A project to equip India’s coastal fishing workers with biometric ID cards is once again facing delays, reports The Times of India.
It’s a largely a security effort, with the country’s security forces seeking to prevent potential terror attacks originating from the sea. The idea is to equip all Indian fishing workers with biometric ID cards, allowing the navy to more accurately monitor who is on the water.
Earlier this year, the Secretary of the Department of Animal Husbandry, Dairying and Fisheries suggested that the project was proceeding too slowly, and asserted that government officials would step up efforts to get all fishing workers credentialed by June. Despite some overall progress, the pace is still lacking, if the example of Visakhapatnam is any indication: The Times of India reports that of the district’s 45,000 fishing workers, only 8,000 have received their biometric ID cards.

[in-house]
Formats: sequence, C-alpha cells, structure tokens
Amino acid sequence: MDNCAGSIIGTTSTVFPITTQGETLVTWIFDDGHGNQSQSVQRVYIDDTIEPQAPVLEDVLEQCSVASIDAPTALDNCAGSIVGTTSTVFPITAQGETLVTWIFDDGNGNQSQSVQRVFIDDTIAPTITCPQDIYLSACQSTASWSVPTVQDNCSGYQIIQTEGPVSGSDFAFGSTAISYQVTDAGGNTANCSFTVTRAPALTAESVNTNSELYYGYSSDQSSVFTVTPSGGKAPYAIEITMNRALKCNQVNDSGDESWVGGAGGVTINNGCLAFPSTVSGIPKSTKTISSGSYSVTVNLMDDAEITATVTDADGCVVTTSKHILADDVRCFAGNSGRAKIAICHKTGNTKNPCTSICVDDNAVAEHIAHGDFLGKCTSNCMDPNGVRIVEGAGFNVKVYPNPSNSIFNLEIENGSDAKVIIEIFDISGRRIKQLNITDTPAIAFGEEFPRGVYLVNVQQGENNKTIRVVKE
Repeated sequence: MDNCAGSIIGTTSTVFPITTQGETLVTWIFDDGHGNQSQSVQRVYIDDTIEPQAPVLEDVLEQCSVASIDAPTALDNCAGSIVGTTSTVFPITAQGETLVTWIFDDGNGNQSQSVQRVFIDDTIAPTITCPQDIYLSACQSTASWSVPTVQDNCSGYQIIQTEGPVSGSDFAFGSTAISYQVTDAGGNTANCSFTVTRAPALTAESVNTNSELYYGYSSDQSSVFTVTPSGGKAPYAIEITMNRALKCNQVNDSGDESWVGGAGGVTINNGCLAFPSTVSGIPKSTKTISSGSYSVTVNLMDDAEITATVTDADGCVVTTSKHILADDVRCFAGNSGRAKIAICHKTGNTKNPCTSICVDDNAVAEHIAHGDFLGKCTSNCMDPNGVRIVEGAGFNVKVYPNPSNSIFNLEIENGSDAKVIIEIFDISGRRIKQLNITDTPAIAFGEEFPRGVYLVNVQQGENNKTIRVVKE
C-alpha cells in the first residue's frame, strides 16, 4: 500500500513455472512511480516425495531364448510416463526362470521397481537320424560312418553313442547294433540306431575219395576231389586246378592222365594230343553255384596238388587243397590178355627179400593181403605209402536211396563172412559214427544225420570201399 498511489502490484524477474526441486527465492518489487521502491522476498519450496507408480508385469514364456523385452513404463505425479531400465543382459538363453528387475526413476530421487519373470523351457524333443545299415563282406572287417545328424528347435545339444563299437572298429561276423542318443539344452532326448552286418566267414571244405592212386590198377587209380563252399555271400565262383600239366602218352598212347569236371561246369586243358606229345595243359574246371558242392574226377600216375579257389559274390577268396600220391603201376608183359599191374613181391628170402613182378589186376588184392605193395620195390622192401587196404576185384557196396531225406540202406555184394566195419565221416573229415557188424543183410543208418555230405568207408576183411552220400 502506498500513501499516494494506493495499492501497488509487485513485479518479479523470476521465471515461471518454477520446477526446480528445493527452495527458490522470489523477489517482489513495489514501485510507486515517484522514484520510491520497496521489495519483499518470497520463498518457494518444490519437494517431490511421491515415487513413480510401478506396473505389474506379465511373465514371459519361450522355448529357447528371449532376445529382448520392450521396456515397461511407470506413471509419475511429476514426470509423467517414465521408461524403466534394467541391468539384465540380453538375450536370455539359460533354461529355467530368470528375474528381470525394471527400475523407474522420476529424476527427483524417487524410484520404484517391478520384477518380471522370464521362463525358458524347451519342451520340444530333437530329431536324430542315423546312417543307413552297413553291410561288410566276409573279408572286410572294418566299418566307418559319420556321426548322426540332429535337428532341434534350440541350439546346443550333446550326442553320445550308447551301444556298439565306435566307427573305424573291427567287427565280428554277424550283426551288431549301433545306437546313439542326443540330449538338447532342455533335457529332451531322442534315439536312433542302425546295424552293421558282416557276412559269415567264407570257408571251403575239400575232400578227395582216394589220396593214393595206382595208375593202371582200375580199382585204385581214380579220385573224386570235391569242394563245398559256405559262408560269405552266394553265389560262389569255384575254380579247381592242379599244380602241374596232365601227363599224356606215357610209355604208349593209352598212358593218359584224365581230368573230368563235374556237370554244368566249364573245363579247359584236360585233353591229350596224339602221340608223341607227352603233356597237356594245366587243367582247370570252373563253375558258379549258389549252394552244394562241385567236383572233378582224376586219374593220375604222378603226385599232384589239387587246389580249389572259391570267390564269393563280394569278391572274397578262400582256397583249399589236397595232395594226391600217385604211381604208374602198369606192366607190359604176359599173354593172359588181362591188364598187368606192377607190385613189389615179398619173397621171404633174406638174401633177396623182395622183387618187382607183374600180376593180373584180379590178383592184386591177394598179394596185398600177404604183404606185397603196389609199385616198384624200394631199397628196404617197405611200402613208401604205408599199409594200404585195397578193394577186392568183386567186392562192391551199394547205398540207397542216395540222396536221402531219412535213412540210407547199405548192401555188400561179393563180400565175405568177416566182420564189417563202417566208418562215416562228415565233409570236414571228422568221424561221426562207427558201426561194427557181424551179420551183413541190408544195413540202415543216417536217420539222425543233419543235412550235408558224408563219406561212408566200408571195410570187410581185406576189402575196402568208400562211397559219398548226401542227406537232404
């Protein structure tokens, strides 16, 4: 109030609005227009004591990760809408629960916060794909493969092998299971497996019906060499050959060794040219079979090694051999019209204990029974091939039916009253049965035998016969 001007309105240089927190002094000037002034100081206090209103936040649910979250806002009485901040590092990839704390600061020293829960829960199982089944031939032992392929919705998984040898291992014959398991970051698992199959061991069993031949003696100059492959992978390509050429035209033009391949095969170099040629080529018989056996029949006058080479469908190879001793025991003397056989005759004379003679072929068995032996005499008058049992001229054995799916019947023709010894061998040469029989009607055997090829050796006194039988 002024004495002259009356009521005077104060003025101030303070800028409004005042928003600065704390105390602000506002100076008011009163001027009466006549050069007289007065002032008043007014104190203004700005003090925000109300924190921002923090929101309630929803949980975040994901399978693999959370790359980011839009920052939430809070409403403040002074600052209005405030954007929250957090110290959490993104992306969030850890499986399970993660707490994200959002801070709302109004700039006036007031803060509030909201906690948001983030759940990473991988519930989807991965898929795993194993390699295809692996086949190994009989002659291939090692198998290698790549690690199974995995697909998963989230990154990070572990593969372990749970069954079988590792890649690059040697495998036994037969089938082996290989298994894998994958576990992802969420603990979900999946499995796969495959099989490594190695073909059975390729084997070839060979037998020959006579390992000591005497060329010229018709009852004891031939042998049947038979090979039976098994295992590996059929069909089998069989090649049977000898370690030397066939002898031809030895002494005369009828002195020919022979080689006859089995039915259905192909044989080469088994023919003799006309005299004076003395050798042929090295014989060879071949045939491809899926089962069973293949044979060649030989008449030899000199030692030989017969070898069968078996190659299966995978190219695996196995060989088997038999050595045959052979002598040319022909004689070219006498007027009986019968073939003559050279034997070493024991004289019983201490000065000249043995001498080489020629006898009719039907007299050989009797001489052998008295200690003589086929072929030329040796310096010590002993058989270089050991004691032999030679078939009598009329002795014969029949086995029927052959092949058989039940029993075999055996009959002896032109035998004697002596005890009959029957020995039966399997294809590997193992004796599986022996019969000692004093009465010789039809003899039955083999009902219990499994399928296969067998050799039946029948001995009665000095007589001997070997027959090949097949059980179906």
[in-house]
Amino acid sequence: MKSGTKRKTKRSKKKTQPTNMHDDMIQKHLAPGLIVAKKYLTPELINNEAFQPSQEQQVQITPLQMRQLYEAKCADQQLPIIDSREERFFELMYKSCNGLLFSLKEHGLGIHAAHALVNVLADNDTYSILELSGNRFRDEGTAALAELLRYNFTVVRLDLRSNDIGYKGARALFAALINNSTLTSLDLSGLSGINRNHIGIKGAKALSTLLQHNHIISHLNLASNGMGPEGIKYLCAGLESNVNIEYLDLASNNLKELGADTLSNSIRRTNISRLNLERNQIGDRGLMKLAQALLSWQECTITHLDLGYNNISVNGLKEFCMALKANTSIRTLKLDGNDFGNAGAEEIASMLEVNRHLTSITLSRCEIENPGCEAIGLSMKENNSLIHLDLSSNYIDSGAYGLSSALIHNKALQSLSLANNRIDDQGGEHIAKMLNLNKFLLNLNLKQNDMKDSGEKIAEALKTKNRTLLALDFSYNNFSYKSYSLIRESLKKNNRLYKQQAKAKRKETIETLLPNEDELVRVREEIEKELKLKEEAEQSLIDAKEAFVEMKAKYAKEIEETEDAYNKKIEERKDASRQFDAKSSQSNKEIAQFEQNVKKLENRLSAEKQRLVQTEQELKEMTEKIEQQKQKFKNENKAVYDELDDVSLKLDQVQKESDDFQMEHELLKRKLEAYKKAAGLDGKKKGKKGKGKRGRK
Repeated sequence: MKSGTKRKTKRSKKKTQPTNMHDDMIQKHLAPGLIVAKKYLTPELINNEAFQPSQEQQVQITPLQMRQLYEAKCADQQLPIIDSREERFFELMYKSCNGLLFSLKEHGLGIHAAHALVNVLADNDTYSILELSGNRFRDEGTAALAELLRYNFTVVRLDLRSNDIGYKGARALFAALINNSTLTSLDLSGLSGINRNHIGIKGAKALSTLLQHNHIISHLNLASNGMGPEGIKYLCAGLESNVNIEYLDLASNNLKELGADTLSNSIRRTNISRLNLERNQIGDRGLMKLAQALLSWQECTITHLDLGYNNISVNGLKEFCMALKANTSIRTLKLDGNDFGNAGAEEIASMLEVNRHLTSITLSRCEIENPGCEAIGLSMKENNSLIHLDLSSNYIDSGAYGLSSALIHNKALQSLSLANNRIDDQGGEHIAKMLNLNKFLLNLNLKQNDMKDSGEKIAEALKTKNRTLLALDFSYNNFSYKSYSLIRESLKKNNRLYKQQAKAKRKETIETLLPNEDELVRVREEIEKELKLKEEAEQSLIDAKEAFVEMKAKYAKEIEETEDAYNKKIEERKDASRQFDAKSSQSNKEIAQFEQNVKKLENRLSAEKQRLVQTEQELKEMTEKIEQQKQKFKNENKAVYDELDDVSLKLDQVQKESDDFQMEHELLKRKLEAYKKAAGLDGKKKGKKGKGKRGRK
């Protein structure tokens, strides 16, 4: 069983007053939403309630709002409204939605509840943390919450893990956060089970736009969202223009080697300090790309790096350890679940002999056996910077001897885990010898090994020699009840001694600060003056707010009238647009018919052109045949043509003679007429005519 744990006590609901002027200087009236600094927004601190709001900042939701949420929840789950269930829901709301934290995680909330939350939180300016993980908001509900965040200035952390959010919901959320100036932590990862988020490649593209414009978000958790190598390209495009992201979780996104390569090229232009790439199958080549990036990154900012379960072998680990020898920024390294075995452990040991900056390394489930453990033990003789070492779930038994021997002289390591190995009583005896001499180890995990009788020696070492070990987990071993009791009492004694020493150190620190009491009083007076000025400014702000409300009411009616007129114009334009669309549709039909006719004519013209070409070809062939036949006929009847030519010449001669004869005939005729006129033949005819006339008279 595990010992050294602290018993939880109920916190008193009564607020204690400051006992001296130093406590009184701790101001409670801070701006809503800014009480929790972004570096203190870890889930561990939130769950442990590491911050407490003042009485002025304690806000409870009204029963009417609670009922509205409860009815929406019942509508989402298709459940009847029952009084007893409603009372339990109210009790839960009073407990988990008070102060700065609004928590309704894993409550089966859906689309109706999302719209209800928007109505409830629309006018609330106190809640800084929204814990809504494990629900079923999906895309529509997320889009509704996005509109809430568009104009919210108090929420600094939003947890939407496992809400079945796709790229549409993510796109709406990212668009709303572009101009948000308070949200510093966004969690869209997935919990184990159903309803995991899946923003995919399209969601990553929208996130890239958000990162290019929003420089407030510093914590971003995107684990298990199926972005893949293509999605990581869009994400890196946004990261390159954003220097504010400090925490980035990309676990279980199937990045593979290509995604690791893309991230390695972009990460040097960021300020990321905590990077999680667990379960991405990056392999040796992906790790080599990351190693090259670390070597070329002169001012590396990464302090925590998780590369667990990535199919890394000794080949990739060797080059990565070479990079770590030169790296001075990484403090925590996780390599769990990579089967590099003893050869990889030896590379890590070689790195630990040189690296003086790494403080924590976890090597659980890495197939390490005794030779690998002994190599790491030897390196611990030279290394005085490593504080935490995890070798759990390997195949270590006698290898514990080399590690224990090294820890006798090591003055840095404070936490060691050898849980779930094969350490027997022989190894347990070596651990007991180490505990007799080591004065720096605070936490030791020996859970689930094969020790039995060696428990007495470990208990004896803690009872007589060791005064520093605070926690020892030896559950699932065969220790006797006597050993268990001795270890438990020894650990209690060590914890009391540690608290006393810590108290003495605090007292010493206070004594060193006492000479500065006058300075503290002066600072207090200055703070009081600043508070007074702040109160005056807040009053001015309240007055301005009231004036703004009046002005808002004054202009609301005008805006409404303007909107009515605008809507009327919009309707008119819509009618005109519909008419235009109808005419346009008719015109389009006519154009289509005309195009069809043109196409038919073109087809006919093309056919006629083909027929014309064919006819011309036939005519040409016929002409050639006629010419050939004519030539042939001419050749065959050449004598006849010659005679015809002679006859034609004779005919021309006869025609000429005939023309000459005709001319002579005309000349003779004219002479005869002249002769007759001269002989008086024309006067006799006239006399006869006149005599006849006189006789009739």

With the country’s national biometric ID program, Aadhaar, now having seen well over a billion enrollments, there is little reason to doubt that government officials will ultimately succeed in getting the fishing workers registered for their own specific IDs, but a district official told reporters that the aim is now to have all of Visakhapatnam’s IDs issued by the end of the year.
Source: The Times of India
August 15th, 2016 – by Alex Perala